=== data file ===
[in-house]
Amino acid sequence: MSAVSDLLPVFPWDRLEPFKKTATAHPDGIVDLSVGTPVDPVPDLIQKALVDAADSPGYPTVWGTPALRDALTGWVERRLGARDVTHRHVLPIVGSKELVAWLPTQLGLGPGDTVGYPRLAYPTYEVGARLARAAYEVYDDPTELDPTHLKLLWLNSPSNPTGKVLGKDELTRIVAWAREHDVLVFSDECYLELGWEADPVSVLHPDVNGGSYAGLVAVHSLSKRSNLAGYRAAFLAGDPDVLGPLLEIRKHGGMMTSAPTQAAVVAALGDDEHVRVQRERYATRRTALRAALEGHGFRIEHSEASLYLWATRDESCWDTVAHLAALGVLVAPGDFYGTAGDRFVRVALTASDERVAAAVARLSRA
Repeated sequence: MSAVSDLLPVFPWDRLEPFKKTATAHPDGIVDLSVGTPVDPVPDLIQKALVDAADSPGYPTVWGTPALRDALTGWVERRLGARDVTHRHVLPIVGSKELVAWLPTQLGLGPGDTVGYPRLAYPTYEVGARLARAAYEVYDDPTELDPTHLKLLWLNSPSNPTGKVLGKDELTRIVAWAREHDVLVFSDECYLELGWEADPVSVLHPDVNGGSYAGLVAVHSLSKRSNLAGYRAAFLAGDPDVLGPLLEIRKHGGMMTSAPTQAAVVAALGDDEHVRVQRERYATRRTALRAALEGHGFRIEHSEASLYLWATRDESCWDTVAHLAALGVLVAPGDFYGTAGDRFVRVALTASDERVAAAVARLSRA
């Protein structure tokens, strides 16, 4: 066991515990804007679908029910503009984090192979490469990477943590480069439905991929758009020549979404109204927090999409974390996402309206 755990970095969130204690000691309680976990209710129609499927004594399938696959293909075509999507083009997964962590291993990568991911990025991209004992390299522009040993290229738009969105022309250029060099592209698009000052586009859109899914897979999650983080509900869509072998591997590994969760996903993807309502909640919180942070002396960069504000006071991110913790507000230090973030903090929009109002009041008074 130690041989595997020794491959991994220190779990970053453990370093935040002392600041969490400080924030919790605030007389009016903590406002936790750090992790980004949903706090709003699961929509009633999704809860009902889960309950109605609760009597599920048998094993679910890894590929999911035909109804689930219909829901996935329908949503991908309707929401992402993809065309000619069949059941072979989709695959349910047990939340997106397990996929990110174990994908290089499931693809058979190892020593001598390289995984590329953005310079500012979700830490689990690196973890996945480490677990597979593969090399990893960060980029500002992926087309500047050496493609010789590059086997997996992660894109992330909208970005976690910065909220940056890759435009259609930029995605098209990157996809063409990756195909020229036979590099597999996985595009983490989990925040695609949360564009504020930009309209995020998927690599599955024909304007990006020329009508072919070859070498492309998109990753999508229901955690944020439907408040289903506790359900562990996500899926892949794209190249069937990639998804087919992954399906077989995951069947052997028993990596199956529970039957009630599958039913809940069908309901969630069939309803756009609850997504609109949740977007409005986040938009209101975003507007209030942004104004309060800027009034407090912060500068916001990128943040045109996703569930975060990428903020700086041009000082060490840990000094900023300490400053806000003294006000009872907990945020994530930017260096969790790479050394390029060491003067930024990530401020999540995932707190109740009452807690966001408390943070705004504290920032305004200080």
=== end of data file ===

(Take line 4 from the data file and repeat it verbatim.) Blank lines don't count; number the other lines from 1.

């Protein structure tokens, strides 16, 4: 066991515990804007679908029910503009984090192979490469990477943590480069439905991929758009020549979404109204927090999409974390996402309206 755990970095969130204690000691309680976990209710129609499927004594399938696959293909075509999507083009997964962590291993990568991911990025991209004992390299522009040993290229738009969105022309250029060099592209698009000052586009859109899914897979999650983080509900869509072998591997590994969760996903993807309502909640919180942070002396960069504000006071991110913790507000230090973030903090929009109002009041008074 130690041989595997020794491959991994220190779990970053453990370093935040002392600041969490400080924030919790605030007389009016903590406002936790750090992790980004949903706090709003699961929509009633999704809860009902889960309950109605609760009597599920048998094993679910890894590929999911035909109804689930219909829901996935329908949503991908309707929401992402993809065309000619069949059941072979989709695959349910047990939340997106397990996929990110174990994908290089499931693809058979190892020593001598390289995984590329953005310079500012979700830490689990690196973890996945480490677990597979593969090399990893960060980029500002992926087309500047050496493609010789590059086997997996992660894109992330909208970005976690910065909220940056890759435009259609930029995605098209990157996809063409990756195909020229036979590099597999996985595009983490989990925040695609949360564009504020930009309209995020998927690599599955024909304007990006020329009508072919070859070498492309998109990753999508229901955690944020439907408040289903506790359900562990996500899926892949794209190249069937990639998804087919992954399906077989995951069947052997028993990596199956529970039957009630599958039913809940069908309901969630069939309803756009609850997504609109949740977007409005986040938009209101975003507007209030942004104004309060800027009034407090912060500068916001990128943040045109996703569930975060990428903020700086041009000082060490840990000094900023300490400053806000003294006000009872907990945020994530930017260096969790790479050394390029060491003067930024990530401020999540995932707190109740009452807690966001408390943070705004504290920032305004200080």